The literature shows that, typically, the younger a child with austism spectrum disorder (ASD) is when s/he receives treatment, the better the outcomes.This includes improved adaptive functioning, decreased autism symptoms, increased intellectual functioning and developmental growth, as well as an increase in quality of life.
The graph depicts the aggregated effect size (Cohen’s d) for each age group. The effect size allows researchers to show the magnitude of outcomes given the use of different measurement tools. Researchers collected standardized score from the literature and calculated effect sizes for all of the data, then aggregated the effect sizes for each variable for each age group. As shown on the graph, effect sizes are broken down into large (>0.8), medium (0.79-0.5), small (0.49-0.2), and no effect (<0.2).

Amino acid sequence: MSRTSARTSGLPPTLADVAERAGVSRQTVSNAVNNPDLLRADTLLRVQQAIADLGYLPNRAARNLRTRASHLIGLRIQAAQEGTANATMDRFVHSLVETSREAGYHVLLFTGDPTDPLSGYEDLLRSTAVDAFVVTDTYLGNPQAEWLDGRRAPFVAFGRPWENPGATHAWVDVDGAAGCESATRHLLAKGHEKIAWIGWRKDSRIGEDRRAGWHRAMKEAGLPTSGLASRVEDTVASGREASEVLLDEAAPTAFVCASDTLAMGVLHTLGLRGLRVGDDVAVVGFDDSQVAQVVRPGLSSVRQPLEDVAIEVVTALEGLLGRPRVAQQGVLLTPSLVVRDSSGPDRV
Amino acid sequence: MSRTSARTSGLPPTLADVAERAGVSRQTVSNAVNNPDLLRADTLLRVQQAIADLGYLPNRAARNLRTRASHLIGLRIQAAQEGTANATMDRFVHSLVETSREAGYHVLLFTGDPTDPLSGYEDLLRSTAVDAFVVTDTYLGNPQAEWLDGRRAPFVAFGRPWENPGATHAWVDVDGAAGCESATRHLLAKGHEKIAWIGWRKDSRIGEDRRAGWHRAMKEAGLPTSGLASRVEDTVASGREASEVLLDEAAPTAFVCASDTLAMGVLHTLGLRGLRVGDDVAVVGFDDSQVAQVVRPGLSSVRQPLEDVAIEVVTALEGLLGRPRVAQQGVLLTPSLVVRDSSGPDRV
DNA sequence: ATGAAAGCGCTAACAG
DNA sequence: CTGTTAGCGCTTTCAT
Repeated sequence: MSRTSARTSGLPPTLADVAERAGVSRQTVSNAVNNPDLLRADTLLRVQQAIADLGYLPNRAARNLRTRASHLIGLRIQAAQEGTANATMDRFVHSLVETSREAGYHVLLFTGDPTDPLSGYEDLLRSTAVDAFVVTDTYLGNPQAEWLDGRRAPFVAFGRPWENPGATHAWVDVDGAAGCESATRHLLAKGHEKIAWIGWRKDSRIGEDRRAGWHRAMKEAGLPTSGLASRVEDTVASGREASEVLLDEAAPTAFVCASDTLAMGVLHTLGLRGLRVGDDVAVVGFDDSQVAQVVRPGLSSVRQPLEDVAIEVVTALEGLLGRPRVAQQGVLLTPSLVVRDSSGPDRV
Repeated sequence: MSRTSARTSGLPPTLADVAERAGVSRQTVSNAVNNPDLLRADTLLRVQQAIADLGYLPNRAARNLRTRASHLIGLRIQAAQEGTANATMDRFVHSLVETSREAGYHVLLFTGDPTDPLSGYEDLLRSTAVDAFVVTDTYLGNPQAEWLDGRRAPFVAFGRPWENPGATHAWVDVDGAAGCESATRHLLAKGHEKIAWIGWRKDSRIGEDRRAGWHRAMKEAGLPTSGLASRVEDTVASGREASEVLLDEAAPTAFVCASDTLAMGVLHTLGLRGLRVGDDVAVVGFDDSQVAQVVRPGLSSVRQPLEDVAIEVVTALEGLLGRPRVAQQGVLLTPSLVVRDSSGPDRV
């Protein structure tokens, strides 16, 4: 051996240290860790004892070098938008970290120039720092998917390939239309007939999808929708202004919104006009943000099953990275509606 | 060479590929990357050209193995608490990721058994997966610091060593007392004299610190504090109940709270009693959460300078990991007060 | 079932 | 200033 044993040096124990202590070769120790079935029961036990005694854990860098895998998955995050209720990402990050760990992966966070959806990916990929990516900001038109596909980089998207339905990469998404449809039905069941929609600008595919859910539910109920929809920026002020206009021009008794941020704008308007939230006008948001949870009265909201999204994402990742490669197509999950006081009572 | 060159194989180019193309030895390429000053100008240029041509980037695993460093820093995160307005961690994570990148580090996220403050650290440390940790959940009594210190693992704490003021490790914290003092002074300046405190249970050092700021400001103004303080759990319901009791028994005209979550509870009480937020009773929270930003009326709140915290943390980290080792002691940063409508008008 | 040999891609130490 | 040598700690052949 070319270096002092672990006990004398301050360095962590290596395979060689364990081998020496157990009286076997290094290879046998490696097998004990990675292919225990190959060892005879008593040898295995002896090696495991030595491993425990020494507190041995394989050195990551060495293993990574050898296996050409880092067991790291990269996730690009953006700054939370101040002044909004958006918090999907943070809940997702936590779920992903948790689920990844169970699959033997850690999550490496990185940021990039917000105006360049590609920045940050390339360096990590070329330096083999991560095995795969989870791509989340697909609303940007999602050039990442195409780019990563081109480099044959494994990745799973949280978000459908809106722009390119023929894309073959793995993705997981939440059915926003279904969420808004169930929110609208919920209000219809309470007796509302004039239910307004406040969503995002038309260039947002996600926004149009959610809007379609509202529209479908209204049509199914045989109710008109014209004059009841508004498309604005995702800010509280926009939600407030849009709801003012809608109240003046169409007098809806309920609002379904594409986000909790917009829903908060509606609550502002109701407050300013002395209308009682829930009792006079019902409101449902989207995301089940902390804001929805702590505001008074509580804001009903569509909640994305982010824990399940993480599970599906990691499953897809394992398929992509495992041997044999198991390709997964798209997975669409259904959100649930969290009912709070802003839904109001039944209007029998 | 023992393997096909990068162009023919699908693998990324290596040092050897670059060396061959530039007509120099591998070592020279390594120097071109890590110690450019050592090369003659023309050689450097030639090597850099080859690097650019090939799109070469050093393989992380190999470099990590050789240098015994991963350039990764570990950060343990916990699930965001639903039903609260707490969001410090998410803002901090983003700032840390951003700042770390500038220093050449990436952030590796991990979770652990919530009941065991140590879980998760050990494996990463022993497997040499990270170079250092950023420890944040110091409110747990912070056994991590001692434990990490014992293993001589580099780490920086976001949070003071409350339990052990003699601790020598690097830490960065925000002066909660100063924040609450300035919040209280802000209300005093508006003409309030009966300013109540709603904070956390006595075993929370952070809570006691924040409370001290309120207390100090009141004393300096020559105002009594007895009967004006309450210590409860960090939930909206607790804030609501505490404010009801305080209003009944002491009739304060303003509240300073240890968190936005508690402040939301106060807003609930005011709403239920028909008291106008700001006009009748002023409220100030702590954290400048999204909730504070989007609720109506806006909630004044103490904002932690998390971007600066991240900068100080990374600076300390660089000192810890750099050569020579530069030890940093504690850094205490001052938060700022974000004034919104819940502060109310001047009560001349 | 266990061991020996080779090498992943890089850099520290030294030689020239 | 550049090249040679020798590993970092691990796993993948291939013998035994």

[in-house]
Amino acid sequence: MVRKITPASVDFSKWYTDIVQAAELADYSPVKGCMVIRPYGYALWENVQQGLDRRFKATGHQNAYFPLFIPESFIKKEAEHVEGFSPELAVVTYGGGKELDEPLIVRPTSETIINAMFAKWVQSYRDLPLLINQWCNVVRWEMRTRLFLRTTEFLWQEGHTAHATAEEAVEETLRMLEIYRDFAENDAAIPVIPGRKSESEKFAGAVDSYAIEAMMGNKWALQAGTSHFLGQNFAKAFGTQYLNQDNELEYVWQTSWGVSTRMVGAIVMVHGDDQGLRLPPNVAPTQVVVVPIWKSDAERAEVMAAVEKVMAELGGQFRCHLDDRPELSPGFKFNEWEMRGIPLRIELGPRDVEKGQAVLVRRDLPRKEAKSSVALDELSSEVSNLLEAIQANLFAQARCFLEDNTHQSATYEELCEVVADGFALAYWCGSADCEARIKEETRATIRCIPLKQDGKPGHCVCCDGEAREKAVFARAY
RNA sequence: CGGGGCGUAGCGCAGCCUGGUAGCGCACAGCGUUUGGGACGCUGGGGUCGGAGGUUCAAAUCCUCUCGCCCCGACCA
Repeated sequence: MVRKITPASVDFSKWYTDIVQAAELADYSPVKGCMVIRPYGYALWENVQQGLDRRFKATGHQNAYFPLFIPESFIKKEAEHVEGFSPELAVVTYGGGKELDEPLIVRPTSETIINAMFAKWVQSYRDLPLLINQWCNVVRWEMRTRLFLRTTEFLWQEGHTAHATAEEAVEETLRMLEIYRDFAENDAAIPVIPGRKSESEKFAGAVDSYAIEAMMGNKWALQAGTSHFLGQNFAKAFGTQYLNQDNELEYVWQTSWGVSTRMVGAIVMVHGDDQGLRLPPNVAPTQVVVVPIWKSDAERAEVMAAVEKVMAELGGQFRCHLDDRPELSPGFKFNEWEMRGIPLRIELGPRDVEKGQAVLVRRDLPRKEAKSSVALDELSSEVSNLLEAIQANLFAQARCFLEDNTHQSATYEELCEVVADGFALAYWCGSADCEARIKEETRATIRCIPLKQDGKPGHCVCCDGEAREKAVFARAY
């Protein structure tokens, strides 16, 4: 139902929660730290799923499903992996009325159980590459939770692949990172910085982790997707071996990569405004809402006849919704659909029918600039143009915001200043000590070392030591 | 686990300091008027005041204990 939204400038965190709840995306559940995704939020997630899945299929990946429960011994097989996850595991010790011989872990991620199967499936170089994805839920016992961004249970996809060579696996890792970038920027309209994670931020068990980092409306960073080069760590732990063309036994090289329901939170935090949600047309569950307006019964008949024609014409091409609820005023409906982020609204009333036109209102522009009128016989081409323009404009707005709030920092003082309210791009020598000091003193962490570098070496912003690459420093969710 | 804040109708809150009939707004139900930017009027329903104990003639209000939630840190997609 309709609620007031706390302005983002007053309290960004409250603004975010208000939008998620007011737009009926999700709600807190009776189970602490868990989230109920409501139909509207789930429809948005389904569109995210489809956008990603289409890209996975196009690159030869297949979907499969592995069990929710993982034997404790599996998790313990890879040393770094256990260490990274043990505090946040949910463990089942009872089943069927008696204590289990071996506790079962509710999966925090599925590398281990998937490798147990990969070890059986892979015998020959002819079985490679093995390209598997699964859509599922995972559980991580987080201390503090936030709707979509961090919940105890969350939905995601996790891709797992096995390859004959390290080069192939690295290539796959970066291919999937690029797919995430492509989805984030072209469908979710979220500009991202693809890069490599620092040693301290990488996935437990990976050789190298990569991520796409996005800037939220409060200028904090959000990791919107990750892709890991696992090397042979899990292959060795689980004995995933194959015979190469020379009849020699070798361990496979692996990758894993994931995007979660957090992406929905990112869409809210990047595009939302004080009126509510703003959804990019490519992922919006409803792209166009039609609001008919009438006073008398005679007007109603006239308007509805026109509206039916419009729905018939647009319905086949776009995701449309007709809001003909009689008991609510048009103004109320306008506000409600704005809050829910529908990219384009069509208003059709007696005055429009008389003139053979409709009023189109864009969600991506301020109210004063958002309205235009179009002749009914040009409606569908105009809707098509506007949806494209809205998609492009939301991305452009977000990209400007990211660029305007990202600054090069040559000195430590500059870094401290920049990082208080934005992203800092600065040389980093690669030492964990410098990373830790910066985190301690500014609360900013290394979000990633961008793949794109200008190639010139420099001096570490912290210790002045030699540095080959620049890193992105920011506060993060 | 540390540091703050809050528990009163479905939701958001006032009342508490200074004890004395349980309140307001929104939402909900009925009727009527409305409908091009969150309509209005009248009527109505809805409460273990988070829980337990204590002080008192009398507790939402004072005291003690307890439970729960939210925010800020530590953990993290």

How to use this visualization:
The graphic below shows trend lines for the effectiveness of treatment on a variety of clinical outcomes important to children with ASD. The closer a score is to “1”, the more effective the treatment. You may hover over each line to see the specific data points that created that line, or hover over an age to see the data points across outcomes categories. The flower chart on the right allows you to see how each outcome effect size changes with age of intervention by sliding the button to the age you wish to examine.
Data from over 35 articles meeting medium to high quality standards were synthesized to calculate the impact of treatment on children by age of initial treatment. We used the metric of effect sizes to compare across studies, a standard approach in health services research. An additional detailed representation of the effect sizes by age can be found here.
To read more and to see a list of our references, click here.
This variable measures the severity of autism symptoms a child displays depending on age, including communication skills, social interaction skills, play skills, and stereotypical behavior.
This variable measures the ability for an individual to change a destructive behavior into a constructive, socially appropriate behavior.
This variable measures the child’s cognitive abilities.
This variable measures the extent to which a child has developed relative to his her age.